Christopher Darden's book "In Contempt" was the third – and for now last – book I read in regards to the O.J. Simpson trial. It was next to Marcia Clark's "Without a Doubt" the second book I wanted to get my hands on as soon as possible. But it was one of the books that needed the most time to be reprinted. I already gave up my hopes to ever read it. Because it took forever. Every couple of weeks I searched the internet to find a reprint. And suddenly my time had come. Of course I bought the book immediately.
I wanted to read "In Contempt" so desperately, because Christopher Darden had an extraordinary role in this "trial of the century". He was part of the prosecution team, next to Marcia Clark. What's so special about that, is the fact, that he is also black. So Christopher Darden was viewed as a traitor in the black community. Even more so after the defense team of O.J. Simpson introduced the theory, that the LAPD wanted to frame Simpson because he was black and they were racists.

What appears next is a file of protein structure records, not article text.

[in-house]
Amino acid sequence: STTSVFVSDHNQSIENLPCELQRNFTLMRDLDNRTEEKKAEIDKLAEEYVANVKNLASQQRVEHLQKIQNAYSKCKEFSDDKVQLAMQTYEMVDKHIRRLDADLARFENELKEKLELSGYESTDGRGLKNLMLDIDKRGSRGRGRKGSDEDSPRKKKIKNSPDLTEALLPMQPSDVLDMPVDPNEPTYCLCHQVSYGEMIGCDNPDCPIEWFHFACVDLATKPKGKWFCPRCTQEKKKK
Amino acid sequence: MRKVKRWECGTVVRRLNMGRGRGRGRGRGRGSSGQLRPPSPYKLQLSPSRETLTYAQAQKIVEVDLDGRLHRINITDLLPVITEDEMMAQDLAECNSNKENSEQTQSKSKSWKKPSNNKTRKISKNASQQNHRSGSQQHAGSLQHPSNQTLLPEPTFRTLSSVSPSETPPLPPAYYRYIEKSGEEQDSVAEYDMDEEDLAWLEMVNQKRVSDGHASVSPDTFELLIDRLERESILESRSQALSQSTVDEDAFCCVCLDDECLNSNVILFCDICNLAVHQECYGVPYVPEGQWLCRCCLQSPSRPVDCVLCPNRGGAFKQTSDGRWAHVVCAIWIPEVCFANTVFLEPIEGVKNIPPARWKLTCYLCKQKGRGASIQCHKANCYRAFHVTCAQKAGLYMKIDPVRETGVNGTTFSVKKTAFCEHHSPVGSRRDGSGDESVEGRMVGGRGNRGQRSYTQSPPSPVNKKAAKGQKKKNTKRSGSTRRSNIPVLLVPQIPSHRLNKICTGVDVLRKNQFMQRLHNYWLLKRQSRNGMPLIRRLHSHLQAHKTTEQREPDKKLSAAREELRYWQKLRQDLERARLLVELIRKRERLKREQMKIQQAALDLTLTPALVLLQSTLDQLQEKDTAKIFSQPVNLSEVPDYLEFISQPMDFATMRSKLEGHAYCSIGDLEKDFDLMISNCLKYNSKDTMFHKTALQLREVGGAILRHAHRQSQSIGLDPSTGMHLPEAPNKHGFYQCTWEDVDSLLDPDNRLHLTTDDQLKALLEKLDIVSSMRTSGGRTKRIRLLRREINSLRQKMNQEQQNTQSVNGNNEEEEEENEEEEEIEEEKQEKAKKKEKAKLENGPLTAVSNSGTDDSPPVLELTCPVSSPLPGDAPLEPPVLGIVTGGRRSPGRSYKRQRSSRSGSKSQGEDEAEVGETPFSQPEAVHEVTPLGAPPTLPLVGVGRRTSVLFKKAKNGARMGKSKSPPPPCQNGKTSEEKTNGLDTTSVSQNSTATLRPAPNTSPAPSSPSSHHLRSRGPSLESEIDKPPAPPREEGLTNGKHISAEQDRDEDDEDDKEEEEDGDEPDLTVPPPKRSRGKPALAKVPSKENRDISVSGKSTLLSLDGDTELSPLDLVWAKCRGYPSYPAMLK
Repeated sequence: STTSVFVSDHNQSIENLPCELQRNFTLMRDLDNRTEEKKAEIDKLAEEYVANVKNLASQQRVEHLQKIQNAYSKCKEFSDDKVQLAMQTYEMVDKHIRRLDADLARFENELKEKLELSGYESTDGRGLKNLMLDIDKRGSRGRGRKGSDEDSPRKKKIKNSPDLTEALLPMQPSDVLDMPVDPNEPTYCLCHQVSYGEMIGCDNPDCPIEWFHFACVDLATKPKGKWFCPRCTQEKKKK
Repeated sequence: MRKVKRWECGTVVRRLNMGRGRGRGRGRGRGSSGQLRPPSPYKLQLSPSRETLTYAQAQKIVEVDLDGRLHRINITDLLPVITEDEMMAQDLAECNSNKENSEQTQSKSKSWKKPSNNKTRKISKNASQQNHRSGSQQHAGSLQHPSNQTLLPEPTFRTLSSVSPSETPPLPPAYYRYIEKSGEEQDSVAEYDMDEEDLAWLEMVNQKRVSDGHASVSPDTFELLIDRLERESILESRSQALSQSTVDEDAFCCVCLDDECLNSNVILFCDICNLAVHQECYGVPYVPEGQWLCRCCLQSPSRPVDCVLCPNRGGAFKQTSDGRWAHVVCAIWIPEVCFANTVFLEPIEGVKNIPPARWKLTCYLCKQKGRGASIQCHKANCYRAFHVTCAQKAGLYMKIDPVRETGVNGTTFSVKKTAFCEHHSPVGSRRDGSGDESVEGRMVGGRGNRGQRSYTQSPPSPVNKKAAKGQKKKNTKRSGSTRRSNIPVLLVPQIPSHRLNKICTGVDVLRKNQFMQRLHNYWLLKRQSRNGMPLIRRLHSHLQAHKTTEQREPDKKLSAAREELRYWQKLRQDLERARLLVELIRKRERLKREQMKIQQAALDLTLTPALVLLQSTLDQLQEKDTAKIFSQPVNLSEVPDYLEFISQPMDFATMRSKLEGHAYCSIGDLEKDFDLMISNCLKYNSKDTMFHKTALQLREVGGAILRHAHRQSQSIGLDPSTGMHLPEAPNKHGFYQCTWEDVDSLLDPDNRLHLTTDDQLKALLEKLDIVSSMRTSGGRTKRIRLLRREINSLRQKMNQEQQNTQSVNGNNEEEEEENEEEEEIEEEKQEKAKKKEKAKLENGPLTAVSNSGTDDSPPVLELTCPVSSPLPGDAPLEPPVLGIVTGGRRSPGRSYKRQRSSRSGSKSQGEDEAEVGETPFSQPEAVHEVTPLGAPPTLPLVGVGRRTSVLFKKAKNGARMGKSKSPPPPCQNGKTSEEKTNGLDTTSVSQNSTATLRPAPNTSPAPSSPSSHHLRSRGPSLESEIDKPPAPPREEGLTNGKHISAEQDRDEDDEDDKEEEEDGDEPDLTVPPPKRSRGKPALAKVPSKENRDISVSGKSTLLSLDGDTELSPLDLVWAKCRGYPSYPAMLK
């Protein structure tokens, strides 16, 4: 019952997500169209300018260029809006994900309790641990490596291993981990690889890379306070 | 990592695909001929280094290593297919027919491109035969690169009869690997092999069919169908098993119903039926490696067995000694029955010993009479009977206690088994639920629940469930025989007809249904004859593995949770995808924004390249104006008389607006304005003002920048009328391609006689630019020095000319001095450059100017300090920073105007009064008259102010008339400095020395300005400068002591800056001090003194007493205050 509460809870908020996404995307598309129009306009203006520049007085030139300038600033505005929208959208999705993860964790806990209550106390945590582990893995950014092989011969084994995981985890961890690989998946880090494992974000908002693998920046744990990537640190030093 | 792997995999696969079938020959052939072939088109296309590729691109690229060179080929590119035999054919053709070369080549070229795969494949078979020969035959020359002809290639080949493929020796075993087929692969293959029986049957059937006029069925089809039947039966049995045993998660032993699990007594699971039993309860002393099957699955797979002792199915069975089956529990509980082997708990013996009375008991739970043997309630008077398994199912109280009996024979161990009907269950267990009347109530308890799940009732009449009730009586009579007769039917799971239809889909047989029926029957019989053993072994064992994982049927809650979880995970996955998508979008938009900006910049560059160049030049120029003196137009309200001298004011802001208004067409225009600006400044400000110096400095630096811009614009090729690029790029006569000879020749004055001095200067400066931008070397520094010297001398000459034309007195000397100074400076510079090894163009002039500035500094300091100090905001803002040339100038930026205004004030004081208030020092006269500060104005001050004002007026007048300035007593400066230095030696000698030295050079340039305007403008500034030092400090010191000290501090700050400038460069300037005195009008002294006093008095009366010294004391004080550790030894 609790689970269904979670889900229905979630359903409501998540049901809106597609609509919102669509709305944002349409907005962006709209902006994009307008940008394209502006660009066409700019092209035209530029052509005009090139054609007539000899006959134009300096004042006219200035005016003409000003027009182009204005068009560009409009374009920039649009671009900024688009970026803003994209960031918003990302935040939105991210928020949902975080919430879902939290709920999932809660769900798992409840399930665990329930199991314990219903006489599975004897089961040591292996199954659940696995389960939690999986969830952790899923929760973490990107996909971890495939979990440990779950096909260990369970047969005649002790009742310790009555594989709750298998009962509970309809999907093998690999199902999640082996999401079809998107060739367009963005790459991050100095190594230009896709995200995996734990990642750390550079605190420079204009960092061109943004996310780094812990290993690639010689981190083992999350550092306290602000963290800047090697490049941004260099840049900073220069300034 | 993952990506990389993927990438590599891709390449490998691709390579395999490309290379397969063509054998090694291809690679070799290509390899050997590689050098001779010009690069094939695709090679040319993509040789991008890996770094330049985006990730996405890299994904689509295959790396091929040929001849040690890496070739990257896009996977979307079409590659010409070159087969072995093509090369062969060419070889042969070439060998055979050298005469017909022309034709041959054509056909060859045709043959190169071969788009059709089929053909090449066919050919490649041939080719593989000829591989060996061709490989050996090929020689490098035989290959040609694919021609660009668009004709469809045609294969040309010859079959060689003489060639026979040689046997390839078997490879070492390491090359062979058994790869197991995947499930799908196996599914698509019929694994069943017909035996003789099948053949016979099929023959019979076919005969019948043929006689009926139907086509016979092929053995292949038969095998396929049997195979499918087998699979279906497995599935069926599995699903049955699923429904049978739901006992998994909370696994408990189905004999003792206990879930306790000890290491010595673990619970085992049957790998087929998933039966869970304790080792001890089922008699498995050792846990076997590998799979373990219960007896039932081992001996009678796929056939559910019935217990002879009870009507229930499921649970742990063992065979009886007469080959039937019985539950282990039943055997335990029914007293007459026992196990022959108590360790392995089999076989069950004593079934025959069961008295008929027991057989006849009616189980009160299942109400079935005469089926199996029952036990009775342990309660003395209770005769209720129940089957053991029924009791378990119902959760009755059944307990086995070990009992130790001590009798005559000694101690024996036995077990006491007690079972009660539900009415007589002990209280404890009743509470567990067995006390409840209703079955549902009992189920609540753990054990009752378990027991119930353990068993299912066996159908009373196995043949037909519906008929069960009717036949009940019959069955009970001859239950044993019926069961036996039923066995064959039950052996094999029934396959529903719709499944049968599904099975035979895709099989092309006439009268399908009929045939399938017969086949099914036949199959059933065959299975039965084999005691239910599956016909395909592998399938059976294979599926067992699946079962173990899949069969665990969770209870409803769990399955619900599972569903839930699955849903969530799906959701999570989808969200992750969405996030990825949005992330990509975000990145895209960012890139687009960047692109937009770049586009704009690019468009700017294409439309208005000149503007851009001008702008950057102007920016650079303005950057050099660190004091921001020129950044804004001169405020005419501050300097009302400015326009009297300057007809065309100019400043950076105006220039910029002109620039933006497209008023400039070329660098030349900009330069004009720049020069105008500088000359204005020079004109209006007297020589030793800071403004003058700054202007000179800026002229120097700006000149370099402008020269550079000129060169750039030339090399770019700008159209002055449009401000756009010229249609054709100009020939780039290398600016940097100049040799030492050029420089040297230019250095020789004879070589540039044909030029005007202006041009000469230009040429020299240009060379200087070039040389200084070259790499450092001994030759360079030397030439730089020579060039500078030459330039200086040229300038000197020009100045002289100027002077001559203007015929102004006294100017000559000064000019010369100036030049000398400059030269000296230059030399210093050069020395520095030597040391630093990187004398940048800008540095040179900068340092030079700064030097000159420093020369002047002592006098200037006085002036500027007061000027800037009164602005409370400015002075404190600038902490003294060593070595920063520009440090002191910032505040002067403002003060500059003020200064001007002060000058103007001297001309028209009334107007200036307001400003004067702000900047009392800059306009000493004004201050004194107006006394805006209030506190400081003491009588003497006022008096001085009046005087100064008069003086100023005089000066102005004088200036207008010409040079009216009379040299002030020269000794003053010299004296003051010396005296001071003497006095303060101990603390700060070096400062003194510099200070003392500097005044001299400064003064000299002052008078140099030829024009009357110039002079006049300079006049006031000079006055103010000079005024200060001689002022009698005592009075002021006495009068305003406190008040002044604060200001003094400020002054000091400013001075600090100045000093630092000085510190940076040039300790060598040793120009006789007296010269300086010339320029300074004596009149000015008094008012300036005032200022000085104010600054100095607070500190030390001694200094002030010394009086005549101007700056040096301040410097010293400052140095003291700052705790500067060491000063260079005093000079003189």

Some said, Christopher Darden was only on the prosecution team because he was black, some said he betrayed his community. There was no one who hasn't had an opinion on him. So he, too, was constantly part of ridicule and shame.
Both he and Marcia Clark had to withstand the public opinions, just because they were doing their job. And no one seemed to focus on the real tragedy of it all: the murder of those two innocent people. Because of all the injustice both of them wrote books, to finally tell their stories. And that's why I wanted to read those book more then any other book revolving around this case.
It was definitely very interesting to read the whole story form Christopher Darden's point of few. So this book is also a true recommendation. If I had to rank the tree books I read my favorite would be Marcia Clark's "Without a Doubt", followed by Christopher Darden's "In Contempt" and in third place Jeffrey Toobin's "The Run of His Life". But, again, it depends on what you are looking for in this books. Depending on what you're interested in the most, you most likely would put them in another order.
There's still one book I own – but haven't read it yet – regarding the Simpson case. And that's the controversial "(If) I did it" by O.J. Simpson himself. For a long time I wasn't sure if I should buy and read it, because it is controversial. There are a couple of sources claiming Simpson didn't write this book, and others say he did (with the help of a ghostwriter). But in the end, I chose to buy it, because I'm so obsessed with this whole topic and I wanted to add this "perspective" to the overall picture. As soon as I've read the book, I'll let you know my thoughts on it.